As media reports of Hurricane Isaac captivate the nation’s attention, the situation on the ground for localities from Louisiana and Mississippi to Alabama and Florida has been devastating. Flooding is a major concern and, particularly in combination with downed electrical wires, it presents a huge challenge for recovery efforts.
Once again, we are reminded of the important role local governments play in emergency preparedness and recovery. While individuals are encouraged to prepare their own households, local governments have major responsibilities in preparing the community natural disasters. Since local leaders know their communities best and can usually respond the fastest, it’s especially crucial that municipalities have a plan in place for emergencies rather than waiting for outside help. Local leaders need to juggle everything from communications challenges to expense accounting for federal or state reimbursement.
While Hurricane Isaac is in the news now, hurricanes are certainly not the only natural disaster that plagues the United States. See what other local governments are doing to educate and prepare their communities for the natural disasters that may strike their region:
- City of San Rafael, Calif.: Community Emergency Preparedness Plan
- Miami-Dade County, Fla.: Department of Emergency Management
- Kendall County, Tex.: Emergency Preparedness
In addition to preparing the general public, it is especially important for local governments to make special provisions for those in the community who may have more difficulty preparing or evacuating. In Broward County, Fla. the community adopted a Vulnerable Population Registry after Hurricane Wilma in 2005. First responders use the registry after a disaster to help help locate those who may need extra assistance. The City of Fargo, N.D. has a similar program used in case of emergencies. One great community resource that has been expanding nationwide is the Community Emergency Response Team (CERT). CERT is a sort of grassroots effort sponsored by FEMA to help develop and promote more emergency preparedness education programs. Supporting CERT groups in your community can help assure that when disaster strikes, every citizen knows what to do.
The best way to recover from a disaster is to be prepared in the first place. But no matter how prepared you are, hurricanes and other disasters will likely cause serious damage that requires a response and may stretch local resources. Several Knowledge Network resources can help guide your community’s emergency preparedness and disaster recovery plans:
The Knowledge Network has a number of articles and documents to help guide your future emergency preparedness plans:
- Hurricane Procedures: Hurricane preparation procedures for the City of Boynton Beach, FL.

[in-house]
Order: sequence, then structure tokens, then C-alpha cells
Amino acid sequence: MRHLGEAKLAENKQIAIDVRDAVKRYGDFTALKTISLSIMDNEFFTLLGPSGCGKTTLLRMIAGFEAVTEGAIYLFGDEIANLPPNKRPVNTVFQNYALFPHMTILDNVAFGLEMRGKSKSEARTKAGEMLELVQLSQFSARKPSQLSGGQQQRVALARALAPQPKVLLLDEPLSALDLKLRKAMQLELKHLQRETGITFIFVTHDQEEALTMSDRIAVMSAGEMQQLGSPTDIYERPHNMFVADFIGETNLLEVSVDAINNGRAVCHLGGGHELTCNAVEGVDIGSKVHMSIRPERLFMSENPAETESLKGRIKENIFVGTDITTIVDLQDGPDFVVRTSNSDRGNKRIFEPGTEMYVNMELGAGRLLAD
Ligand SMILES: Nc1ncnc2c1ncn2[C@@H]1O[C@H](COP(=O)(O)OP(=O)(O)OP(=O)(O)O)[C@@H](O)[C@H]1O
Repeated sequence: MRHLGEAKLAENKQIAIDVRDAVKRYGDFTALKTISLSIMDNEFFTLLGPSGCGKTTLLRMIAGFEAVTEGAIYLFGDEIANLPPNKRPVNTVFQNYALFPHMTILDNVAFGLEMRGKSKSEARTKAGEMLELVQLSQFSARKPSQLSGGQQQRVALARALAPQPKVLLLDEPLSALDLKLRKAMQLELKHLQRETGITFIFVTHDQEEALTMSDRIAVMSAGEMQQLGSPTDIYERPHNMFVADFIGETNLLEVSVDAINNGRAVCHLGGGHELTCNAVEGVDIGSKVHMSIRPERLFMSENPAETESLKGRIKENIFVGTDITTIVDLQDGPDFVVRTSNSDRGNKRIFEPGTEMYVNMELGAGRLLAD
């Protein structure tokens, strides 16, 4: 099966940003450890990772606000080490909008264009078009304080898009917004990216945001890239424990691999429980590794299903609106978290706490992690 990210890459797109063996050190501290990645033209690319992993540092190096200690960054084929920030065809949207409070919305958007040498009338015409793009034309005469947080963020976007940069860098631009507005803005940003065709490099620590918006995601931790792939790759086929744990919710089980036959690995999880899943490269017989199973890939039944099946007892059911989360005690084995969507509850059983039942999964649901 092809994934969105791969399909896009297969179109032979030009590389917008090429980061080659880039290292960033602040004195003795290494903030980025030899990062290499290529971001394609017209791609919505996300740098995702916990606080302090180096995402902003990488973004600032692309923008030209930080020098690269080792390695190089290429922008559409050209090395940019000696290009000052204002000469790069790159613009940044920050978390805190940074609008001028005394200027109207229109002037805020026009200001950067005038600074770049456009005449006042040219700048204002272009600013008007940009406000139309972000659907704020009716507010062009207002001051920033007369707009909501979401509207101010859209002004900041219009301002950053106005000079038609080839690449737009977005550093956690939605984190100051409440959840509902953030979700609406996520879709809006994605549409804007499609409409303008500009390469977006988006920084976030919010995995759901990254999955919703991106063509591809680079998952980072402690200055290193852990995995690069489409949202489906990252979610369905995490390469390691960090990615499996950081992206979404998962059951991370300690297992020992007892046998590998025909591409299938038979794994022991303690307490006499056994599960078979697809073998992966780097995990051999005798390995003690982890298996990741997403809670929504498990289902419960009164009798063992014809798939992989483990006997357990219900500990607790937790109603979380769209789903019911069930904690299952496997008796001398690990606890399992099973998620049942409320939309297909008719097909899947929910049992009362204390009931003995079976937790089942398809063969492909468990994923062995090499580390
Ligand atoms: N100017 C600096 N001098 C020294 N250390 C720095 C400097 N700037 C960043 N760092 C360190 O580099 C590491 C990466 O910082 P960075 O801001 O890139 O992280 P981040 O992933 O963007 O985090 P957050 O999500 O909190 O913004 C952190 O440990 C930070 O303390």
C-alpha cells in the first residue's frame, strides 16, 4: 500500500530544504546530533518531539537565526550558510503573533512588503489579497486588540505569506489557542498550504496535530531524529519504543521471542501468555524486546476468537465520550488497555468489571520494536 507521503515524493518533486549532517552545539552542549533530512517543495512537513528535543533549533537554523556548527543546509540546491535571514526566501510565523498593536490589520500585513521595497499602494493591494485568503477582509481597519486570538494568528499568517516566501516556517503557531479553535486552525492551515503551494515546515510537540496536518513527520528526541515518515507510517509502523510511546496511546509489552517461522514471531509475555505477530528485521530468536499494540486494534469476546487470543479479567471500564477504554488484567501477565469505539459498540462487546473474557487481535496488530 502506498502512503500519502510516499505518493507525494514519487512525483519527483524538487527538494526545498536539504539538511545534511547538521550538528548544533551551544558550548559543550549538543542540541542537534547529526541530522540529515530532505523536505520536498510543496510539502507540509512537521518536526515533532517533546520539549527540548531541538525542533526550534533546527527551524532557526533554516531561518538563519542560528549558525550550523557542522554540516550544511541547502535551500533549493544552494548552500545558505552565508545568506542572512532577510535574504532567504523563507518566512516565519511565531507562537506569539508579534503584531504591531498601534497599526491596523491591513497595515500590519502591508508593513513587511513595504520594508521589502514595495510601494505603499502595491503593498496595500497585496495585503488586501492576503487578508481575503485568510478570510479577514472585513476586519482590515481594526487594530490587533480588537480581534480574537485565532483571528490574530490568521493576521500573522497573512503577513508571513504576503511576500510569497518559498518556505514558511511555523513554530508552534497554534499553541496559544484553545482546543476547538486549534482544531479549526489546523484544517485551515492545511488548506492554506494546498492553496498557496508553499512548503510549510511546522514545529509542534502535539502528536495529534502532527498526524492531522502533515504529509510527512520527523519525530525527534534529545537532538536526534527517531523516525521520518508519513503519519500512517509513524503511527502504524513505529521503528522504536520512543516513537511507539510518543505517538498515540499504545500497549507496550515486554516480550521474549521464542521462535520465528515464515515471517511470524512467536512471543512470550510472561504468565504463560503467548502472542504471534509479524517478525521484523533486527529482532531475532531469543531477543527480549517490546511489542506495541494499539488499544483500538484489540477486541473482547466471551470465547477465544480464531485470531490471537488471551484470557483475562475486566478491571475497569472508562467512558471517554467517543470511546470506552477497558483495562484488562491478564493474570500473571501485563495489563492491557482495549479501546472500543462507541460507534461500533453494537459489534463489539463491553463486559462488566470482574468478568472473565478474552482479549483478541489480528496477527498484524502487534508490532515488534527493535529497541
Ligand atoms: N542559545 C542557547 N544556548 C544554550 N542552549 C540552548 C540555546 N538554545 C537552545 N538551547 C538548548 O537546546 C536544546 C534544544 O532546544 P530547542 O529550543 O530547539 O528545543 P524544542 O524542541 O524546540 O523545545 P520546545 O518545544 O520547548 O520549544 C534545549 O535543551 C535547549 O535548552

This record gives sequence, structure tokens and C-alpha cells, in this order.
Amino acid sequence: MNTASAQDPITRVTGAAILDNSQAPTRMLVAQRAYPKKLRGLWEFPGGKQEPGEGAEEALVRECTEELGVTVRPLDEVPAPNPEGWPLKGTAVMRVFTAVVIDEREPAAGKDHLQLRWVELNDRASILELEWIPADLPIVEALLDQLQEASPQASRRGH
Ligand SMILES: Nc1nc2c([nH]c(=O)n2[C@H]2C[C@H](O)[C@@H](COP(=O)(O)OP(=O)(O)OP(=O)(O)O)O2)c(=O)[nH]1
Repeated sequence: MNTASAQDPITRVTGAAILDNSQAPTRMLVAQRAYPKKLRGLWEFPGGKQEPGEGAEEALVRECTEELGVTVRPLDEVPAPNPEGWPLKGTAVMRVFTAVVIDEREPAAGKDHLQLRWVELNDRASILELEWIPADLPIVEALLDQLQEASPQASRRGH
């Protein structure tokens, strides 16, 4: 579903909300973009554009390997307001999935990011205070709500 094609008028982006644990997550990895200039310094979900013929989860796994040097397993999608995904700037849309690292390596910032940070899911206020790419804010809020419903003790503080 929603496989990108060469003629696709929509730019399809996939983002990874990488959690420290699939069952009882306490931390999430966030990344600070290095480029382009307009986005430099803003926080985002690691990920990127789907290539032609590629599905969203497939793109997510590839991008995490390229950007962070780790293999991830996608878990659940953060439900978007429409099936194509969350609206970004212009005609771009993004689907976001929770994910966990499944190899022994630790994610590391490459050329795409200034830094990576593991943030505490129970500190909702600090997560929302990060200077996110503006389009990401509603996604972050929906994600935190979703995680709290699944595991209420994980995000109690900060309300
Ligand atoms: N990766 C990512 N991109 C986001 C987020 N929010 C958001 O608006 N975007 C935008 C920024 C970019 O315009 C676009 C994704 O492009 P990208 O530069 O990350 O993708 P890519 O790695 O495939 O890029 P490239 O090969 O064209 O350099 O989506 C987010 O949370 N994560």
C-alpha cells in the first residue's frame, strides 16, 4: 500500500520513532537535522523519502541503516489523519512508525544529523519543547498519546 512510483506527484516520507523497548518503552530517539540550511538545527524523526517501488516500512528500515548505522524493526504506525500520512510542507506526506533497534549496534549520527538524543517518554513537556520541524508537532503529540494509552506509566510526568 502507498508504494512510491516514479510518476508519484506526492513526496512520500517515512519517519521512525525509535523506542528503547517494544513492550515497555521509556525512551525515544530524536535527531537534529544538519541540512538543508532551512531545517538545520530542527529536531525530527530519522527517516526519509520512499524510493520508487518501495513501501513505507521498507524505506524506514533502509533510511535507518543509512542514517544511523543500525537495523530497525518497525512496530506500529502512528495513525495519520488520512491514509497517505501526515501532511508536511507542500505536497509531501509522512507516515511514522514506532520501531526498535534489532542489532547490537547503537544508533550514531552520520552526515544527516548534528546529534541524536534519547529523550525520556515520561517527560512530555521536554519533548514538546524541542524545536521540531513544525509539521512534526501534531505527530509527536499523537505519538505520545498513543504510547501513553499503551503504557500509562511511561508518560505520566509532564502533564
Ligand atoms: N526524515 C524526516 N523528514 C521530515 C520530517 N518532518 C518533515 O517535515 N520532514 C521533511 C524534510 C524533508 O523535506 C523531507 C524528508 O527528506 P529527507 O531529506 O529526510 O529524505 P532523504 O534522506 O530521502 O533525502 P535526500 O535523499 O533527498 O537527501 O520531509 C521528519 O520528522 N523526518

- Local Hurricane Project Wins State Innovation Award: Georgetown County, N.C.’s award winning hurricane project works through local libraries to educate the public and chronicle hurricane history in their community.
- Jefferson County, CO Recognized for Public Health Emergency Preparedness: This article highlights this nationally recognized program and includes information about how to contact community leaders for more information.
- Local Government Use of Social Media to Prepare for Emergencies : In this article you can read more about how communities have used social media to help better prepare and inform the public about emergencies.
- Information Technology Services Hurricane Emergency Preparedness Plan : This is a sample plan from the City of Boynton Beach, Fla.
ICMA’s Integrating 311 into Disaster Response & Recovery toolkit is another helpful resource. For more 311 articles see the links below:
- Disaster Recovery: Two Cities Share Their Experiences : discusses the experiences of two communities after natural disasters, a severe wildfire in Riverside, Calif. and Hurricane Isabel in Hampton Roads, Va.
- National Incident Management System (NIMS) and Incident Command System (ICS) Training : In this report you can read more about training opportunities available to 311 system personnel through the U.S. Department of Homeland Security's National Incident Management System (NIMS) and Incident Command System (ICS).
- Hurricane Preparedness: This case study highlights the 311 planning efforts in Orange County’s Public Safety Communications Division
FEMA provides perhaps the most comprehensive resources available on Disaster Management, and ICMA has identified additional disaster recovery resources that cover a range of issues, from insurance to rebuilding.
Brief descriptions of the resources with links to the downloadable documents follow. If your local government has material that would be helpful to communities facing disaster recovery, please submit your documents to email@example.com for posting.
Disaster Recovery Today-Adjusters International Disaster Recovery
Describes how FEMA’s Public Assistance Program affects the decision to repair, replace or relocate a damaged facility.
Disaster Recovery: A Local Government Responsibility
Focuses on the importance of long-term recovery efforts.
Post Disaster Reconstruction: The Patchwork Quilt: A Creative Strategy for Safe & Long Term Post-Disaster Rebuilding
Features specialized information on federal programs for disaster relief and funding reconstruction. Some information is specifically targeted for reconstruction after flooding.
Provides information about insurance coverage.
The hurricane season is not over, and Tropical Storm Kirk is moving West-Northwest toward the U.S. coast. Planning resources can be found at the following links.
Covers how to coordinate evacuation and transportation efforts during a disaster emergency. Details the appropriate role and response on a regional and national level, as well as articles, reports and exercises related to preparedness.
Identifies the stages required to build a holistic, integrated system of resilience in communities.